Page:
As a judge in any competition, you are expected to be “objective.” But there is no such thing as pure objectivity, since we all come with our own set of past experiences. I am aware of my personal
biases and try to move beyond them, but part of the value of my — or
anyone’s — feedback is in the passionate personal response. If we know a person from our past, we see more in their
performance than if we never laid eyes on them. This is why the
American College Dance Festival Association requires that its
adjudicators be kept away from the participants — “sequestered.” Read about dancer/critic Wendy Perron’s experience.
Dance can be an intimidating art form for many, audience development leaders and presenters often hear from patrons or prospective patrons who are hesitant to attend modern dance concerts. Whether you find dance to be a familiar country, or worry you won’t “get
it” and will be out of the cultural loop, read on. Here are some
helpful guideposts from Jacob’s Pillow for seeing, discussing, and appreciating dance.
By Jennifer EdwardsThe following conversation took place on Twitter during the Dance/USA Forum in New York on January 11, 2013:Me: #APAPnyc So in this conversation of shifting demographics and “diversity” I have heard the word “queer” exactly once.Ellen Chenoweth: @jenniferedwards great point, would like to see graphs around age and demographics there too.AXIS Dance Company: @jenniferedwards true. We also see[m] to be forgetting disability as a form of diversity here #Apapnyc @danceusaorgDanc…
I’ve spent a lot of time worrying and writing about what is ballet and have grown tired of reading crossover choreographers say that their works are “firmly rooted in the classical tradition” when they don’t even give a nod to “the classical tradition.” I haven’t worried about modern dance because I believe at the center of its identity is that it must reinvent itself with every generation. Each generation has a right to do what it wants. So what does it want in 2012?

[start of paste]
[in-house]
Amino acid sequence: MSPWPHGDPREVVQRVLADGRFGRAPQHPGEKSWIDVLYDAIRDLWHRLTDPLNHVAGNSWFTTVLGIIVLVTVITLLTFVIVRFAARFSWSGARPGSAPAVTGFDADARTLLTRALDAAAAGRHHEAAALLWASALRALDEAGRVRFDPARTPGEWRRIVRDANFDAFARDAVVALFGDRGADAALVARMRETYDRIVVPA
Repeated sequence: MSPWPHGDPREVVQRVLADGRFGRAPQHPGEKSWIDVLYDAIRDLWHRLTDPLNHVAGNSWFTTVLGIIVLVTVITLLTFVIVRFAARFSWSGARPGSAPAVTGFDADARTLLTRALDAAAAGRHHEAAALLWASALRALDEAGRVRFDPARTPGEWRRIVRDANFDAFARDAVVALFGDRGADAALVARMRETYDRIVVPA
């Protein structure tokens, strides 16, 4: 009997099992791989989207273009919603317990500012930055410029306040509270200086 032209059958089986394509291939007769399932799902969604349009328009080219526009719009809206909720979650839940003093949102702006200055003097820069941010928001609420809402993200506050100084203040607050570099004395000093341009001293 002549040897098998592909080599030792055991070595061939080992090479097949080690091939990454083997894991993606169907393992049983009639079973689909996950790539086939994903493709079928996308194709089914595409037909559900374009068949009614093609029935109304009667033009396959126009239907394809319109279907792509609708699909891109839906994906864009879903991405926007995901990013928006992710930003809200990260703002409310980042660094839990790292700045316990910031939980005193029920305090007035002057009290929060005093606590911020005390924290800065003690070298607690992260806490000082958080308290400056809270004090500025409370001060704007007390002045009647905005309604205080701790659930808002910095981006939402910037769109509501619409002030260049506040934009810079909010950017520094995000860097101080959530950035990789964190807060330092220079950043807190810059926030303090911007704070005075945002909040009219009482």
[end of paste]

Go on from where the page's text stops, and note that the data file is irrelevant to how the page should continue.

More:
What is the role of a dance critic? That’s a question I’ve been asking myself for a couple of weeks now, ever since reading an article on the front page of The Washington Post’s Style section in mid-October. The piece, by the paper’s chief dance critic, Sarah Kaufman, confirmed a hunch I’ve had for a while: Kaufman is making an occupation of not writing about modern dance.
Perhaps then, teaching dance-lovers the importance of entering the conversation may be a better project to undertake. Dance writing, whether it appears online or in print, begs a response from the community. With the advent of new media, dancers, choreographers, and dance enthusiasts have more opportunities than ever to share thoughts and opinions and so sustain their field.
Criticism and critique are based on personal standards and opinion. Opinion is fine, of course. However, when you apply your standard to others, at best, you should arrive at “like” and “don’t like” rather than “wrong” or “right.” Someone’s impression or perception of a subject reinterpreted through their art can be appreciated, unappreciated, liked or disliked, but can’t be wrong.
Why the self-imposed exile from dance classes? Why is the world of the studio off limits to those critics who write about dance?